Should a store-provided mobile device be an option?

Jul 21, 2014

A surprising finding from CFI Group’s Retail Satisfaction Barometer 2014 was that 41 percent of respondents said, given the choice, they would prefer a retailer provided them with a mobile device to use while shopping. The remaining 59 percent favored their personal device.

The findings admittedly “surprised” CFI given that most of the popular press has focused on phone-based mobile shopping apps, and personal devices are largely the only option at stores offering a mobile experience.

CFI believes what the customer is looking to do plays a large role in whose device they prefer.

“We suspect that doing such personal things as managing one’s shopping lists, accessing purchase history and loyalty club information, and paying for items at the cash register will favor personal devices,” CFI wrote in its report. “Doing less personal things such as locating merchandise (in-store and nearby stores), scanning items for checkout, and reading product reviews may continue to show a willingness or preference for doing these activities on a store-provided device.”

For its 2015 report, CFI also intends to clarify “whether by ‘store provided’ people are really thinking of a mobile device or rather very conveniently-located kiosks for example.”

By all indications, the only chain providing a comprehensive in-store mobile device is Ahold’s Stop & Shop chain, which has been testing Scan-It! Hand-helds since 2007. The devices enable shoppers to “Scan and bag your groceries as you shop and sail through checkout” while gaining personalized offers.

A survey last year of Ahold shoppers who used hand-held scanners from Catalina Marketing, which is working with Ahold on the test, indicated 71 found them very helpful, 47 percent said they are easy to use and 41 percent said they save time and make shopping fun. Still, only 15 percent of Shop & Stop shoppers regularly used the devices in 2012, according to Catalina’s findings. A Scan It! mobile app was introduced in 2013.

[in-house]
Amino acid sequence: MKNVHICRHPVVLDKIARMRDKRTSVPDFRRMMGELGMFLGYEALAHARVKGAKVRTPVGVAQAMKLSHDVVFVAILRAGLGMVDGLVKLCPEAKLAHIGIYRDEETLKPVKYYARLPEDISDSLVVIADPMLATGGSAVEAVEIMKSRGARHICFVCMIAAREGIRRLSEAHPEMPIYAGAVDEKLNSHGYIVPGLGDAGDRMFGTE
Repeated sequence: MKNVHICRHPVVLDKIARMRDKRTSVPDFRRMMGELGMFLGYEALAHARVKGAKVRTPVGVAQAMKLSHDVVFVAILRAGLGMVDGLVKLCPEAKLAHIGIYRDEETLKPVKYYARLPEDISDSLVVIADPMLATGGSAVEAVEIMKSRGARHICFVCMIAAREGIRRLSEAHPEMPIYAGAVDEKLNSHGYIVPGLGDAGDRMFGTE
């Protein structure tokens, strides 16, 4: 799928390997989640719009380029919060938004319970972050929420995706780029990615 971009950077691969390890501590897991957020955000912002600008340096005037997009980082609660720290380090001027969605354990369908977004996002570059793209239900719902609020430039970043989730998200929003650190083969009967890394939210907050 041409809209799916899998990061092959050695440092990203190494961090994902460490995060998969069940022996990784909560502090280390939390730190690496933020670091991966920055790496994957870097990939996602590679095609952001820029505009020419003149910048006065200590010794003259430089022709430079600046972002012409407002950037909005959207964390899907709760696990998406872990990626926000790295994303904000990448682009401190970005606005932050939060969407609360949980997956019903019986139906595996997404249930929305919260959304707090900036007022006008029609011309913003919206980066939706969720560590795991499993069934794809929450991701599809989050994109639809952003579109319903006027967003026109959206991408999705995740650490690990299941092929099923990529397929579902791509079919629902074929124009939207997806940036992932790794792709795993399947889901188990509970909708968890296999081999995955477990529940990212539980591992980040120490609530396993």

Scanners are also available for wedding registries at many department and home goods stores such as Williams & Sonoma, although many are now offering similar capabilities through apps.

Should stores provide scanning devices for those reluctant to use shopping apps on their personal devices? Are scanning product, inventory lookup and other functions essential enough for in-store shopping to provide a non-personal device option?

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16 Comments on "Should a store-provided mobile device be an option?"

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Matt Schmitt

This is the kind of thing where I’d say to be cautious of polls and surveys. Are the polled users off-handedly answering the question, or are they expressing a real desire and pain point?

It would be nice to have some adoption and usage data to see what the uptake is on such programs.

Max Goldberg

I’m concerned about the cost of acquiring and maintaining the devices. Do retailers really need to provide a device that most consumers have in their pockets and purses? And if the device asks for any personal information, will that data be securely deleted before the next shopper uses the device? I’d rather see retailers focus on improving their mobile websites and apps before investing in this technology.

Chris Petersen, PhD.

The classic answer in retail today—it depends upon the shopper and their shopping context.

Shopping for groceries is a very product-centric, shopping list, pick-and-pack style shopping. Retailer-provided scanners for that context will be sufficient and perceived as valuable, particularly if the scanners integrate coupons.